Norman Raymond WilsonPrivate First Class
C BTRY, 2ND BN, 13TH ARTILLERY, 2 FIELD FORCE
Army of the United States
22 February 1940 - 15 June 1966
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The database page for Norman Raymond Wilson
PFC Norman Wilson was a career soldier with six years of active duty before assignment to Vietnam. He was a wireman whose tour of duty started on April 5, 1966. PFC Wilson was assigned to C Battery as a commo guy. C Battery operated out of fire support bases in III Corps early in 1966, a time when troop strength was building up Saigon's defense.
Men in commo assignments also served as fill-in personnel with the gun crews during fire missions. These were the most dangerous moments for men like PFC Wilson. If the land line communication wires were severed by incoming mortar or rocket fire, the commo guys would leave the safety of crew bunkers with spools of commo wire to re-establish telephone contact between the guns and the fire direction center.
Four months into his tour PFC Wilson died of multiple fragmentation wounds during a mortar and rocket strike on C Battery's fire support base. Although exact details cannot be specified, it can be assumed that PFC Wilson acted like the commo guys under fire we are acquainted with from our time in the Red Dragon Clan. Without thought about personal safety, PFC Wilson died trying to re-establish a communications link between the guns and the fire direction center. Unless firing direct fire at an observed target, the guns needed deflection, elevation, and powder charge information obtained from the fire direction center to engage the enemy. PFC Wilson knew this, and to keep C Battery functioning at a critical moment, died for the effort.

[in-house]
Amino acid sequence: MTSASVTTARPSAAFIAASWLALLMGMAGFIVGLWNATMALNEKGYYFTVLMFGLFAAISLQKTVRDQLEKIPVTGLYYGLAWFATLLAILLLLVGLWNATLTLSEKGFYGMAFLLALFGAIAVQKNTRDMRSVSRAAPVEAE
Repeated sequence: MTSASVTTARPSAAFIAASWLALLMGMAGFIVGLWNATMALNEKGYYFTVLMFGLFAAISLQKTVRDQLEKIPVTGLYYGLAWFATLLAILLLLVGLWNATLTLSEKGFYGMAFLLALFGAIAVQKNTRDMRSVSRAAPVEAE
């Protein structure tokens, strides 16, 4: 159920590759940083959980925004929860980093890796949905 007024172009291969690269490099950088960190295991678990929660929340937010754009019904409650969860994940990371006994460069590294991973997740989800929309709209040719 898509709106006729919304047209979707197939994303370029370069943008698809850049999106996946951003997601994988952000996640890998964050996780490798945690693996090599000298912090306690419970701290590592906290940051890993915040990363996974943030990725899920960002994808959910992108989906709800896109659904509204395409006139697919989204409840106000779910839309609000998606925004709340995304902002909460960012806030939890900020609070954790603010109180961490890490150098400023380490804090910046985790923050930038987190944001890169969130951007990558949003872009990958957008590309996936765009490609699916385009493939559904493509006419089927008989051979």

PFC Norman Wilson is a credit to the commo men assigned to the gun batteries. Army Artillery was tasked with "Move. Shoot. Communicate." PFC Wilson knew his responsibility was to maintain communications even under life-threatening circumstances. His was a vital role in the mission of the firing battery.
Rest in Peace, PFC Wilson. The Red Dragon Clan honors, respects, and remembers you.
From a unit veteran,
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With all respect
Jim Schueckler, former CW2, US Army
Ken Davis, Commander, United States Navy (Ret)
Last updated 08/10/2009